This final chapter points toward the future but builds upon the past. We have spoken of a circular or recursive epistemology. Bateson addresses this concern by stressing the self-recursive nature of living forms, choosing for his metaphor that "odd worm," Ouroborous, the snake that eats its own tail. Expanding on his meaning, he says:
We live in a universe in which causal trains endure, survive through time, only if they are recursive. They "survive" -- i.e. literally live upon themselvesand some survive longer than others. 1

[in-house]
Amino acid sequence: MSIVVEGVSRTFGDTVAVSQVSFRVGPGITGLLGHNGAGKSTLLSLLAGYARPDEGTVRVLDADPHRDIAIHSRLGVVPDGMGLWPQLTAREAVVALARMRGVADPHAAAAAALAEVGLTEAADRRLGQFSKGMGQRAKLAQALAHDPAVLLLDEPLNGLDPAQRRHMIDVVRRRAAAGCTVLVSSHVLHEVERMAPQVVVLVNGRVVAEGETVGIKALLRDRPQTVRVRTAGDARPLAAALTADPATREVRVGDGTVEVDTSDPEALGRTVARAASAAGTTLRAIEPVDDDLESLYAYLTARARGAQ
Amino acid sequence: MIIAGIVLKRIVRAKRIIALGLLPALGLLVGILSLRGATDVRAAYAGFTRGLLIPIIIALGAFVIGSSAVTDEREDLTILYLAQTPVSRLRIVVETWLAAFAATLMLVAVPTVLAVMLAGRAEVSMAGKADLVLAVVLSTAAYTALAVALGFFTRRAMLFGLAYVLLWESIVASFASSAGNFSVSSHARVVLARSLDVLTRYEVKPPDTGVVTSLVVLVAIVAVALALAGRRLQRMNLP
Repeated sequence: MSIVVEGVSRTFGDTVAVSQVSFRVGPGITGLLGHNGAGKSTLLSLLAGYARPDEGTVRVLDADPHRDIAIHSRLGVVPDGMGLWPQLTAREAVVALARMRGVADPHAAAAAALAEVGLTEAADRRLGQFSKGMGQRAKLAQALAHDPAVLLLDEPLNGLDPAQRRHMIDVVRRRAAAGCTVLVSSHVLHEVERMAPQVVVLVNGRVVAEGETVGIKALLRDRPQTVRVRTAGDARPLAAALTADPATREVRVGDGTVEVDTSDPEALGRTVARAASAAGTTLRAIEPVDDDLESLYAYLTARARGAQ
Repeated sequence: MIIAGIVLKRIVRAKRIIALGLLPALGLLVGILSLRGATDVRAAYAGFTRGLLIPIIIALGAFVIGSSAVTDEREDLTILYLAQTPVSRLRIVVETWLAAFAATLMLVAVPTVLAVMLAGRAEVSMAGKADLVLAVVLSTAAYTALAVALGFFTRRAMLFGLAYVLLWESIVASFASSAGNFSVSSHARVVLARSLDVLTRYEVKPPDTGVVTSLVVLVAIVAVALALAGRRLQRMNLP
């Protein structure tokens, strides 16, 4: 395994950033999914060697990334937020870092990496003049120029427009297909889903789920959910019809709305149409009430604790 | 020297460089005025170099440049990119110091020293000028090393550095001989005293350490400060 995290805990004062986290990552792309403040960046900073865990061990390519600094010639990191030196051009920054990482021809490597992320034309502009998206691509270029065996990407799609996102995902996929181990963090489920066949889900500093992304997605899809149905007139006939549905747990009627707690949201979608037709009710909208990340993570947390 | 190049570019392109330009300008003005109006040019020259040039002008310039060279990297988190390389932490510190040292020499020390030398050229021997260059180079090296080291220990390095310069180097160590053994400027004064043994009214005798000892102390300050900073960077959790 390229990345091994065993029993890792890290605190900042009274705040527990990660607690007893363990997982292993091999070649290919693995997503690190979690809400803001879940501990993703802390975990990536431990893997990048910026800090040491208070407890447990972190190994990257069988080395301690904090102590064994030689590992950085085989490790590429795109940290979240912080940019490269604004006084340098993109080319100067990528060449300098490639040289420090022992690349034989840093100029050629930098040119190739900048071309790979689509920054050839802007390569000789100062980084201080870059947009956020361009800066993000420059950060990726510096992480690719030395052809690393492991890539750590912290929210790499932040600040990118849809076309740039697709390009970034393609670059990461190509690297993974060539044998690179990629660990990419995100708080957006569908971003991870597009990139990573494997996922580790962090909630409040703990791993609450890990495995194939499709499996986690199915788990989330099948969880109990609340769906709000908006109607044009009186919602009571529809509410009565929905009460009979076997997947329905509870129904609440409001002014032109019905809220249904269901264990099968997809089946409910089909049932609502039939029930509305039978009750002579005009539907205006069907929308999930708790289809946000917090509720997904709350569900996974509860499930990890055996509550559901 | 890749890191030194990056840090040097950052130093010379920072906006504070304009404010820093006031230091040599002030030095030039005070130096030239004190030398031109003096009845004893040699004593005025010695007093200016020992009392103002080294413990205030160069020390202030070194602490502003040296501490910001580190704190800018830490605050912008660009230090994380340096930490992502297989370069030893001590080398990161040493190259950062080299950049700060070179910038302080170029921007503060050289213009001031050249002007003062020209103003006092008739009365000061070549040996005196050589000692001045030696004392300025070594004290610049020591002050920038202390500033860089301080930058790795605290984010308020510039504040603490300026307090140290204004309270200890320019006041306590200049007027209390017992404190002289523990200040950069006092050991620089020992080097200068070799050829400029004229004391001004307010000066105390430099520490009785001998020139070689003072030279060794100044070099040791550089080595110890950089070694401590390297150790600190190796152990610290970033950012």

These recursive loops, however, are never totally closed, since there is always a space for new information. Each cycle comes round to a new position, sometimes so minutely different from the previous one as to be imperceptible, but sometimes representing a major shift.
For instance, take the evolution of family therapy from 1950 until now. During these three decades the "systems," metaphor for family groups, with its emphasis on homeostasis and equilibrium, became a major model for the field. The analogy of the cybernetic machine,